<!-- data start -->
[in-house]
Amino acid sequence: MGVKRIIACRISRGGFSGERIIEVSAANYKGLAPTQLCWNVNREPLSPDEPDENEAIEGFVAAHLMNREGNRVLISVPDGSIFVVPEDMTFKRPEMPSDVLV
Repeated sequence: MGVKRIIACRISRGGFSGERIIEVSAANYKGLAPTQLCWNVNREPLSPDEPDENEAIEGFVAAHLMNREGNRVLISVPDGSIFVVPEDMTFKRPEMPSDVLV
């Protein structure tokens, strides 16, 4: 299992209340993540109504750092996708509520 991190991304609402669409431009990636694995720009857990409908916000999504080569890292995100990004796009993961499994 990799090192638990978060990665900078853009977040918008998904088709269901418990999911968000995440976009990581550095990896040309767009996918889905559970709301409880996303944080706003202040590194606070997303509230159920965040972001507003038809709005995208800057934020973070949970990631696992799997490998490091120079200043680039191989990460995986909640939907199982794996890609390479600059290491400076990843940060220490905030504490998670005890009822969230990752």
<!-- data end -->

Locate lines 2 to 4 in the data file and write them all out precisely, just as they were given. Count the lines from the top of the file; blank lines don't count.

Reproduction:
Amino acid sequence: MGVKRIIACRISRGGFSGERIIEVSAANYKGLAPTQLCWNVNREPLSPDEPDENEAIEGFVAAHLMNREGNRVLISVPDGSIFVVPEDMTFKRPEMPSDVLV
Repeated sequence: MGVKRIIACRISRGGFSGERIIEVSAANYKGLAPTQLCWNVNREPLSPDEPDENEAIEGFVAAHLMNREGNRVLISVPDGSIFVVPEDMTFKRPEMPSDVLV
């Protein structure tokens, strides 16, 4: 299992209340993540109504750092996708509520 991190991304609402669409431009990636694995720009857990409908916000999504080569890292995100990004796009993961499994 990799090192638990978060990665900078853009977040918008998904088709269901418990999911968000995440976009990581550095990896040309767009996918889905559970709301409880996303944080706003202040590194606070997303509230159920965040972001507003038809709005995208800057934020973070949970990631696992799997490998490091120079200043680039191989990460995986909640939907199982794996890609390479600059290491400076990843940060220490905030504490998670005890009822969230990752």